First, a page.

Saturday, January 12, 2019

Merging Religion and Politics or Stop Letting Your Dogma Chase My Karma

"Many will come in my name, claiming, ‘I am he,’ and will deceive many. 7 When you hear of wars and rumors of wars, do not be alarmed. Such things must happen, but the end is still to come. 8 Nation will rise against nation, and kingdom against kingdom. There will be earthquakes in various places, and famines. These are the beginning of birth pains." (Mark 13: 6-8). This passage is from the Christian New Testament. Most would consider it to be a dark and foreboding passage, while others---the "true believers"---consider it a warning with an ultimately happy ending...of sorts. It's about the so-called "End Times" which is a popular theme among the three Abrahamic religions; namely Judaism, Islam, and Christianity.

Groups like ISIS/ISIL/DASH, Al-Qaeda, Boku Harem, and other such terrorist organizations openly proclaim that it is their "divine mission" to provoke not just the West, but any and all nation which isn't under Sharia law in order to "hasten" the coming of the 12th Iman, which is their equivalent of the Messiah. Some even claim that that individual already exists but is waiting for the right moment to appear. This individual will be seen as the Prophet Muhammad reborn. Along with him will come Jesus, who is seen as a lesser prophet, whose job is to convert all non-believing Christians. After their successful victory, there will be a divinely inspired Caliphate to rule the world for eternity.

In Judaism, they await the coming of their two (or three) messiahs. Specifically, a return of the ancient prophet Elijah who will precede the Messiah ben Joseph, who is sometimes called Messiah ben Ephraim. This individual will be followed by the long awaited Messiah ben David. However, before any of these individuals can appear, certain conditions must first be meet. First, the Jews must return to their ancient homeland, Israel. Next, they must rebuild their ancient temple (for the third time) and reestablish the priesthood, both of which were destroyed by the Roman in 70 CE under the command of future emperor, Titus. Of course, there are numerous sub-plots which have to take place such as a great persecution of the Jews, the birth of "pure" white bull (that is, one without any physical flaws or marks) and so forth.

Ben Joseph will do battle with an evil ruler from the North named "Armilus", who is born of "a woman of marble" in Rome, will ultimately kill ben Joseph and leave his body in the streets of Jerusalem. Armilus and his minions will then descend on the nation of Israel and will be defeated by its new leader, ben David. Ben Joseph is brought back to life, along with all the "devout" Jews who've died down through the centuries, thanks to Elijah, along the world and its "true believers" will enter a new "Messianic Age", said to last 1000 years.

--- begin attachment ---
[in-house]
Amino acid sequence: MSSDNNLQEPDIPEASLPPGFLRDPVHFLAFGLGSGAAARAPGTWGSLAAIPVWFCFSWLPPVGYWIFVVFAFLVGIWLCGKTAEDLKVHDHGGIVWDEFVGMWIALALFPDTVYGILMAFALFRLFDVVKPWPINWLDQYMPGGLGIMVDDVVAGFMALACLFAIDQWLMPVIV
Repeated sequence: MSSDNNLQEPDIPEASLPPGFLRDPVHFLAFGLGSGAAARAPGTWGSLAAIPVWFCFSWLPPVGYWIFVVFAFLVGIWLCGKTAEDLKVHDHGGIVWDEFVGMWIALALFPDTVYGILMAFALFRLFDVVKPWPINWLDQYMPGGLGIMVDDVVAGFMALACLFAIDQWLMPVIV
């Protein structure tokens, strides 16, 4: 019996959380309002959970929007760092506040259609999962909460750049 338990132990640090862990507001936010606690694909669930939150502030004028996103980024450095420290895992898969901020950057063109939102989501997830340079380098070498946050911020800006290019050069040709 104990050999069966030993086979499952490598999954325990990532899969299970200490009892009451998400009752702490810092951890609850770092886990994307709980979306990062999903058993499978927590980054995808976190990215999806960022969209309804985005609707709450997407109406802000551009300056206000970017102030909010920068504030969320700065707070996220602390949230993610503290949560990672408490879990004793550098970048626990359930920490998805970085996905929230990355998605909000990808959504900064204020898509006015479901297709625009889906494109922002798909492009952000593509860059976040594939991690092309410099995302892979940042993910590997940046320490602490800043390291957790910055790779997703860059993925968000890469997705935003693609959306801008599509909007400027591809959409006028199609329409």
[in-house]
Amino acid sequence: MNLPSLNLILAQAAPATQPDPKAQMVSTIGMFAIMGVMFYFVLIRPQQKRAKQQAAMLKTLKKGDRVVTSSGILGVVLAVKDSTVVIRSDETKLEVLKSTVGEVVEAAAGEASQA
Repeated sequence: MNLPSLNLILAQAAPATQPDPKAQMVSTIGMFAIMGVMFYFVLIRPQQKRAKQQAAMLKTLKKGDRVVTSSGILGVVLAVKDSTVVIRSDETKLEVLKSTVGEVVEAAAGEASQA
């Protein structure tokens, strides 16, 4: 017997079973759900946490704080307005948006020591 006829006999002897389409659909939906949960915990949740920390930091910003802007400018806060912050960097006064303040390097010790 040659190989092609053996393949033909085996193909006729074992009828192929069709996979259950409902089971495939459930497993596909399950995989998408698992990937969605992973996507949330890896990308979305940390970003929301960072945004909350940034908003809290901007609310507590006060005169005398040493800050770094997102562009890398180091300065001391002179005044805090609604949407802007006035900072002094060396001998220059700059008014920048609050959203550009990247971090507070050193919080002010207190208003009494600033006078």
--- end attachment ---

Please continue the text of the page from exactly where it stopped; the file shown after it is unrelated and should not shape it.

Christians have a different take, however. They believe that Jesus, their messiah, will return after the rise of two really nasty and evilly possessed individuals, the "Anti-Christ" and the "False Prophet" (some interpretations claim they are actually one individual). The "Anti-Christ" will come to power over a reconstituted Roman Empire with the "False Prophet" acting as his PR man. Together, they will seduce the world and force everyone to accept his personal brand or stamp---666---or the "Mark of the Beast". Those that refuse will be unable to conduit any financial transactions, buy food, etc. As an aside, the number is sometimes written as "616". Either way, it was intended to be symbolic of the then current reigning emperor, Nero Caesar.

A some point, Christians will be singled out for persecution (some Christian theologians claim this will include Jews as well). Meanwhile, things will go to "hell in a hand-basket". There will be all sorts of natural (or not-so-natural) disasters like in increase in volcanic eruptions, extreme changes in the weather and earthquakes, rampant diseases, starvation, and, as alluded to in the opening paragraph, wars and rumors of war. Eventually, Israel will be left standing alone with small pockets of Christian "true believers", and just when it looks like all is hopelessly lost, the dark and ominous clouds (these seem to be required in any apocalyptic story) will open and Jesus will coming riding down on his white horse (naturally) surrounded by an army of angels. A horrific battle in the heavens between the demon armies of Satan and Jesus and those on the ground will ensure; centering in a valley called Megiddo (hence the term Armageddon).

Ultimately, the Anti-Christ and his PR guy, the "False Prophet", are defeated, bound, and thrown into a lake (or pit) of fire for a 1000 years along with any remaining demons; his evil earthly minions follow him into the pit shortly afterwards. Meanwhile, any non-believing Jews remaining will convert on the spot, and a new divinely led or inspired era will ensue; one which includes a "New Jerusalem" and a divine kingship.

Now, I admit that I've given the abbreviated version of events. To spell out the apocalyptic visions of all three of the Abrahamic faiths in detail would take way to long: there are literally dozens of texts which deal with each religion, and hundreds of additional books examining each point, not to mention the dozens of books excluded from officially sanctioned scripture. However, I wanted to point out the difference and similarities of each of the three religions, which share a common origin, starting with their mutual founder, Abraham, who is credited with being the literal father of Judaism and Islam through Sarah and their son Issac and Hagar and Ishmael respectively.

All three believe there will be mounting violence and destruction. Some of it will be natural, while parts will be either divine retribution for straying from the "righteous path", while some demonic power reins over the balance of it in the form of wars, disease, pestilence, and their derivatives such as famine, a lack of fresh water, toxic pollution, and so forth. In the case of Islam, they believe they must act to help bring about the arrival of the 12th Iman, which includes destroying all those who are non-believers.